The Air Corps provides the air defence function of the Irish Defence Forces (Óglaigh na hÉireann), in support of the Army and Naval Service, together with such other roles as may be assigned by the Government (e.g. Search and Rescue, Ministerial Air Transport Service).
The origin of the Air Corps goes back to the Anglo-Irish Treaty talks of 1921, when a Martinsyde Type A Mark II biplane was purchased in order to allow Michael Collins to escape back to Ireland if the talks failed. In the event it was not needed for this mission, and it became the first Irish military aircraft, arriving in June 1922.
By the end of 1922 the Air Corps comprised ten aircraft (including 6 Bristol F2B fighters from the First World War), and about 400 men.
During the 1930s funds were not plentiful, but in 1938 four Gloster Gladiator biplane fighters were delivered -- a further eight were ordered but were embargoed by the outbreak of the Second World War, referred to in neutral Ireland as "The Emergency".
During The Emergency there is no record of Air Corps planes engaging any belligerent aircraft, although dozens of escaped barrage balloons were shot down. 163 belligerent aircraft force-landed in Ireland during the war, and in this way the Air Corps acquired a Lockheed Hudson, a Fairey Battle, and three Hawker Hurricanes.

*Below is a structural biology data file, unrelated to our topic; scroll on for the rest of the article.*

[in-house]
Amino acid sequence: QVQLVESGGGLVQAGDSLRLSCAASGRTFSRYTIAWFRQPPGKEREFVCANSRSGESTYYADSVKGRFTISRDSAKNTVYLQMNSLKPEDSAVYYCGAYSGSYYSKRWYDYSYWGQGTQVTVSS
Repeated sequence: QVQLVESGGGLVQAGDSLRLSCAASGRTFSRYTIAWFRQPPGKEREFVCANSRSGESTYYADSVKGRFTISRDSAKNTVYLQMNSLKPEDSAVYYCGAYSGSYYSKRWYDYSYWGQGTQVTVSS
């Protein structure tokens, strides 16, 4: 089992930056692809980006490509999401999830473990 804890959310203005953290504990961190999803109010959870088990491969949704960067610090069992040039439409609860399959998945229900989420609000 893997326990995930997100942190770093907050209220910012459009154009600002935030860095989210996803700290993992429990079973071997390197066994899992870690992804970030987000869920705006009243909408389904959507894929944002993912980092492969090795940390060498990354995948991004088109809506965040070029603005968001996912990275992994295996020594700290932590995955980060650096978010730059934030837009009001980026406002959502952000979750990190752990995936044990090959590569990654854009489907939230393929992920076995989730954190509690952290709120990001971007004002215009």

The Hurricane gave the Air Corps a proven modern fighter, and at some stage no fewer than 20 flew in Irish colours.
After the war, the Hurricanes were replaced by Supermarine Seafires and a few two-seat Spitfire trainers. The de Havilland Dove became the Corps' transport aircraft. The jet age arrived on 30 June 1956 when the Corps took delivery of a de Havilland Vampire T.55 trainer.
In 1963 the Corps took delivery of its first helicopters, Allouette IIIs , of which seven remain in service at the start of the 21st century. In their time, 3,300 people have been assisted by these helicopters in their Search and Rescue and air ambulance roles.
In the mid-1970s the expansion of the Ministerial Air Transport Service (MATS) following Ireland's accession to the European Economic Community (now the European Union) led to the acquisition of the Corps' first business jet, a BAe 125-700.
As part of its obligations to the European Union, Ireland is responsible for patrolling 132,000 square miles (342,000 km²) of sea. In order to do this, the Air Corps employed three Beech King Air turboprops, later replaced by two CASA CN235 maritime patrol aircraft.
In its MATS role, following Ireland's assumption of the EU Presidency the Corps leased a Grumman Gulfstream III which in 1990 became the first Irish military aircraft to circumnavigate the world, conveying the Foreign Affairs Minister to Ottawa, Anchorage, Sapporo, Brunei, Kuching, Bombay, Dubai and Rome before returning home. In more recent times, a Grumman Gulfstream IV has been leased.